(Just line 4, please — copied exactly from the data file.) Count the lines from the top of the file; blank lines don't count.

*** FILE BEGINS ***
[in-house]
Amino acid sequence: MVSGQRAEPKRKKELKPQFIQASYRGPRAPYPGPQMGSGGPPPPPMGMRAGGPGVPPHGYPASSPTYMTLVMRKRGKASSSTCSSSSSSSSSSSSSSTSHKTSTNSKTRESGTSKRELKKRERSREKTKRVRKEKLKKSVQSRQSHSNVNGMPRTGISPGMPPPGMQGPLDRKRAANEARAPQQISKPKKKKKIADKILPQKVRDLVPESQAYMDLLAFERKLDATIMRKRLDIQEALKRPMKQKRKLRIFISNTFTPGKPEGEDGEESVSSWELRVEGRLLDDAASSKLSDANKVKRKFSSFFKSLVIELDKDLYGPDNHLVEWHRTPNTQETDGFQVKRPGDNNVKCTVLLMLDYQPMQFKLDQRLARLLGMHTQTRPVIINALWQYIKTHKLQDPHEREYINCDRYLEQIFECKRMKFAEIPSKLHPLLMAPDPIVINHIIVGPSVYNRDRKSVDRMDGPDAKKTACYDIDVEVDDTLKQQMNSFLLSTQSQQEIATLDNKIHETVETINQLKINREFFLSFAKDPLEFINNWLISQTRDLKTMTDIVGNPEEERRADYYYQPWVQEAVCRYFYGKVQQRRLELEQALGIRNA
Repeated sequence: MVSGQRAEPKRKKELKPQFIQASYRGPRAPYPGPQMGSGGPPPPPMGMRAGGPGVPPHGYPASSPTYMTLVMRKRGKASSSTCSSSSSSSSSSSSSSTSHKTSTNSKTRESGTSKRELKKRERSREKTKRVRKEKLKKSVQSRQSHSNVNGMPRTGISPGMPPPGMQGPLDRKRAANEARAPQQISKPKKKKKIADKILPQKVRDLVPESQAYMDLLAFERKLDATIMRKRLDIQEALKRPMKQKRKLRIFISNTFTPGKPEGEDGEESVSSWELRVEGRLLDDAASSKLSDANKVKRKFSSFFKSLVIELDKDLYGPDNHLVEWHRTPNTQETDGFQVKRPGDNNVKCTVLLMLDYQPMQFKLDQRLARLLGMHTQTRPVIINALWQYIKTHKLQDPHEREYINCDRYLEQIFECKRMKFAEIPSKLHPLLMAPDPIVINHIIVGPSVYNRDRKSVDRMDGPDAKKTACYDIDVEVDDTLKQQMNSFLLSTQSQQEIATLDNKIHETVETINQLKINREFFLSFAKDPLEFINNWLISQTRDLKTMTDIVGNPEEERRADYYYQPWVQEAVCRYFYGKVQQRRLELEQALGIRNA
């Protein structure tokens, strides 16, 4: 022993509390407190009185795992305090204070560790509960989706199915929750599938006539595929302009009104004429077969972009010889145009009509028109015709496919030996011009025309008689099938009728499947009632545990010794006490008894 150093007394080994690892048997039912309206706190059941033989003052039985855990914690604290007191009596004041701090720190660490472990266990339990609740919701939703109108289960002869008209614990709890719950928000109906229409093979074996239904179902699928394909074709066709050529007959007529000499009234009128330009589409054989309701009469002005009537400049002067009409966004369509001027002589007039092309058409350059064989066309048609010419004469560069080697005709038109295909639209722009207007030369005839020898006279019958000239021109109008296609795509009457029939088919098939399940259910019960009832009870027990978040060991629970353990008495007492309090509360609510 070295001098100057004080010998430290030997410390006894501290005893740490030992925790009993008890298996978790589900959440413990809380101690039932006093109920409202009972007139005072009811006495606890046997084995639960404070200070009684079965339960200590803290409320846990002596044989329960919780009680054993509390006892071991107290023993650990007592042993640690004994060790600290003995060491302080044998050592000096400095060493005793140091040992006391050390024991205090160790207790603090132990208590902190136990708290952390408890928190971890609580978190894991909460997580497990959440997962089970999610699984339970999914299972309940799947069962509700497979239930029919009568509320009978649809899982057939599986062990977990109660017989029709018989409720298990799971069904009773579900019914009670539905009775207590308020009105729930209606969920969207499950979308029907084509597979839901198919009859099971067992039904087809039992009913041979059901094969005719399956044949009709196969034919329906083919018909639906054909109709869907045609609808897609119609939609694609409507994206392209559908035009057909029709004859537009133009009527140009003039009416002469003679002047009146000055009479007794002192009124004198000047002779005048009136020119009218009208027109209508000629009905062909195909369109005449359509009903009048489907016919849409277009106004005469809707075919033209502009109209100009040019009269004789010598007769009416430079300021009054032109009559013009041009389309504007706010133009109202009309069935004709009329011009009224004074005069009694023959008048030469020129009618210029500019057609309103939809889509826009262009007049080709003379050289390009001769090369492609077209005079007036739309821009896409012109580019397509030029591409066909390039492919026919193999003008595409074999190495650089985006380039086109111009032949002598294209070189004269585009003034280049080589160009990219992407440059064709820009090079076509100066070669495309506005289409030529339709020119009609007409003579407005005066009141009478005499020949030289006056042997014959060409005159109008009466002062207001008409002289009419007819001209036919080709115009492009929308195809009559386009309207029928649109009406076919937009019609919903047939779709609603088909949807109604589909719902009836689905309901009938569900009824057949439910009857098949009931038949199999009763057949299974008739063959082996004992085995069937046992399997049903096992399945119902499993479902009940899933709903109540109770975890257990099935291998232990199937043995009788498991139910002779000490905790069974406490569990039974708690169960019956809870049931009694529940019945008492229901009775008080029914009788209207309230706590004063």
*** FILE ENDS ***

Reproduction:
């Protein structure tokens, strides 16, 4: 022993509390407190009185795992305090204070560790509960989706199915929750599938006539595929302009009104004429077969972009010889145009009509028109015709496919030996011009025309008689099938009728499947009632545990010794006490008894 150093007394080994690892048997039912309206706190059941033989003052039985855990914690604290007191009596004041701090720190660490472990266990339990609740919701939703109108289960002869008209614990709890719950928000109906229409093979074996239904179902699928394909074709066709050529007959007529000499009234009128330009589409054989309701009469002005009537400049002067009409966004369509001027002589007039092309058409350059064989066309048609010419004469560069080697005709038109295909639209722009207007030369005839020898006279019958000239021109109008296609795509009457029939088919098939399940259910019960009832009870027990978040060991629970353990008495007492309090509360609510 070295001098100057004080010998430290030997410390006894501290005893740490030992925790009993008890298996978790589900959440413990809380101690039932006093109920409202009972007139005072009811006495606890046997084995639960404070200070009684079965339960200590803290409320846990002596044989329960919780009680054993509390006892071991107290023993650990007592042993640690004994060790600290003995060491302080044998050592000096400095060493005793140091040992006391050390024991205090160790207790603090132990208590902190136990708290952390408890928190971890609580978190894991909460997580497990959440997962089970999610699984339970999914299972309940799947069962509700497979239930029919009568509320009978649809899982057939599986062990977990109660017989029709018989409720298990799971069904009773579900019914009670539905009775207590308020009105729930209606969920969207499950979308029907084509597979839901198919009859099971067992039904087809039992009913041979059901094969005719399956044949009709196969034919329906083919018909639906054909109709869907045609609808897609119609939609694609409507994206392209559908035009057909029709004859537009133009009527140009003039009416002469003679002047009146000055009479007794002192009124004198000047002779005048009136020119009218009208027109209508000629009905062909195909369109005449359509009903009048489907016919849409277009106004005469809707075919033209502009109209100009040019009269004789010598007769009416430079300021009054032109009559013009041009389309504007706010133009109202009309069935004709009329011009009224004074005069009694023959008048030469020129009618210029500019057609309103939809889509826009262009007049080709003379050289390009001769090369492609077209005079007036739309821009896409012109580019397509030029591409066909390039492919026919193999003008595409074999190495650089985006380039086109111009032949002598294209070189004269585009003034280049080589160009990219992407440059064709820009090079076509100066070669495309506005289409030529339709020119009609007409003579407005005066009141009478005499020949030289006056042997014959060409005159109008009466002062207001008409002289009419007819001209036919080709115009492009929308195809009559386009309207029928649109009406076919937009019609919903047939779709609603088909949807109604589909719902009836689905309901009938569900009824057949439910009857098949009931038949199999009763057949299974008739063959082996004992085995069937046992399997049903096992399945119902499993479902009940899933709903109540109770975890257990099935291998232990199937043995009788498991139910002779000490905790069974406490569990039974708690169960019956809870049931009694529940019945008492229901009775008080029914009788209207309230706590004063």